Law and Islamic finance

Defining Terms

The starting assumption of UK Islamic Finance Law is that law is an essential tool for the understanding and analysis of Islamic finance and banking. Whilst this may seem to state the obvious in fact the preponderance of the literature dealing with the contemporary industry either does not or does not adequately set out the principals and constitutive legal rules and sources from Islamic commercial law.

An economic approach, subsuming accounting or marketing and branding considerations prevails. Where legal sources and their modern applications are considered the treatment is often unnecessarily opaque (referring to academic and scholarly debates of little relevance to contemporary doctrine.) Leaving the arcane and superfluous aside UK Islamic Finance law seeks to reveal the underlying and recognisable legal structures and concepts essential to Islamic law in its contemporary financial and wider commercial applications. Doing so it accepts and furthers the proposition that: ‘One of the most prominent features regarding the development of the Islamic economy in its “modern era” (which begins approximately 1390 AH, or 1971 CE) is the interactive influence of law, particularly in its jurisprudential sense. And law, in both its jurisprudential application, is stimulating and shaping the growth of Islamic finance.’[1]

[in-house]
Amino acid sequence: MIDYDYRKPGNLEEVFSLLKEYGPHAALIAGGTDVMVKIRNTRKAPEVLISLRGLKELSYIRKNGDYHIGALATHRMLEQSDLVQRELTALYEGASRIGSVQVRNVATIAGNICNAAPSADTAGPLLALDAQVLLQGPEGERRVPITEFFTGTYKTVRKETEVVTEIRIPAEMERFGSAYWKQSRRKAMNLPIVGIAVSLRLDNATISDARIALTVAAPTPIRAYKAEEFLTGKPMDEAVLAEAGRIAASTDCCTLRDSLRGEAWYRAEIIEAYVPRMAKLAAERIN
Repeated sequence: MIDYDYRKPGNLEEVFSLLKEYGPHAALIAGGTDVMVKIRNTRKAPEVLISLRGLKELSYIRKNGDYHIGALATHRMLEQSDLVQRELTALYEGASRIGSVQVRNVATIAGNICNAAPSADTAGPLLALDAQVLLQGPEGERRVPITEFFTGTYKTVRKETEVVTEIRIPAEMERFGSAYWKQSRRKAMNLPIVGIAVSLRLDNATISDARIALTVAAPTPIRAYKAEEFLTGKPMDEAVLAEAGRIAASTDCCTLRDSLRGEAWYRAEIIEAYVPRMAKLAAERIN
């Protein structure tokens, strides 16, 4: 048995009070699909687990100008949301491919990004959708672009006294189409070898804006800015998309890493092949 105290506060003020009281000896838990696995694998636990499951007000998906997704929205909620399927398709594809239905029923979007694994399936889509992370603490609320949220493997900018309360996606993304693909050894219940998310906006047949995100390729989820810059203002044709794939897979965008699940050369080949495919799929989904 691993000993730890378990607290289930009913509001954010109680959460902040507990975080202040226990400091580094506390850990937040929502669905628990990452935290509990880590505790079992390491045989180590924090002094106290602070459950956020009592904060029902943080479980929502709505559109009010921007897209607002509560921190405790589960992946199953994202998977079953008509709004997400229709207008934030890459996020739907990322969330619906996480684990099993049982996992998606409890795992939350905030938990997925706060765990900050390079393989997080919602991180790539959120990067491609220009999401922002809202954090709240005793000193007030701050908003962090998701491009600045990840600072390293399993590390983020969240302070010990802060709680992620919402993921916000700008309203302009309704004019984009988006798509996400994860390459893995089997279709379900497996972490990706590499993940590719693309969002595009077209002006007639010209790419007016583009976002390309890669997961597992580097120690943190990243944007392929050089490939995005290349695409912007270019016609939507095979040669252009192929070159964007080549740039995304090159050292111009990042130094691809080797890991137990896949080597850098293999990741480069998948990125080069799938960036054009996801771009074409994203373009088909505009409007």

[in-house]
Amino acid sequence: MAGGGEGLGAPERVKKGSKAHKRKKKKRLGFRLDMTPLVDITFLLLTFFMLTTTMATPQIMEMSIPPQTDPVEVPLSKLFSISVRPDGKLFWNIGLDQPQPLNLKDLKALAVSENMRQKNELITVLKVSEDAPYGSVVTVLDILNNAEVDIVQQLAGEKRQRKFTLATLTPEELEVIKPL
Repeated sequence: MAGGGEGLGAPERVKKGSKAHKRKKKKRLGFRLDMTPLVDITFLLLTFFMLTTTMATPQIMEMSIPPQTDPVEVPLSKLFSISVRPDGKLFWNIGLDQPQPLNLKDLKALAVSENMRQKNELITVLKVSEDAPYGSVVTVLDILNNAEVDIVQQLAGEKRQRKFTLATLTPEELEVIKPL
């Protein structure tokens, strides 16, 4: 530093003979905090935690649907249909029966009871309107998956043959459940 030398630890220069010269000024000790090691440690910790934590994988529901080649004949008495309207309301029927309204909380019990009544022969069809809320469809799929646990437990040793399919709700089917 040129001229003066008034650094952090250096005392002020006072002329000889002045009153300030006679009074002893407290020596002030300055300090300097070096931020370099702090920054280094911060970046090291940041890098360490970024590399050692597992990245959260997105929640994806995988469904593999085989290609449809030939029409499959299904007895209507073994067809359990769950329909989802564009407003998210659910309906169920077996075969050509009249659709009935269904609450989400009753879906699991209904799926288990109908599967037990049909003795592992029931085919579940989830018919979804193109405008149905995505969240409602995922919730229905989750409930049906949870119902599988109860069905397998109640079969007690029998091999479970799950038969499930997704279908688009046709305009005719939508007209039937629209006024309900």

A further question frequently raised about Islamic law is the respective import or weight of the spirit or the letter of the law.


[1]  Yusuf Talal DeLorenzo and Michael J.T. McMillen, ‘Law and Islamic Finance: An Interactive Analysis,’ in Simon Archer and Rifaat Ahmed Abdel Karim, eds, Islamic Finance: the New Regulatory Challenge (2nd edition, Wiley 2013) 163-223 at 163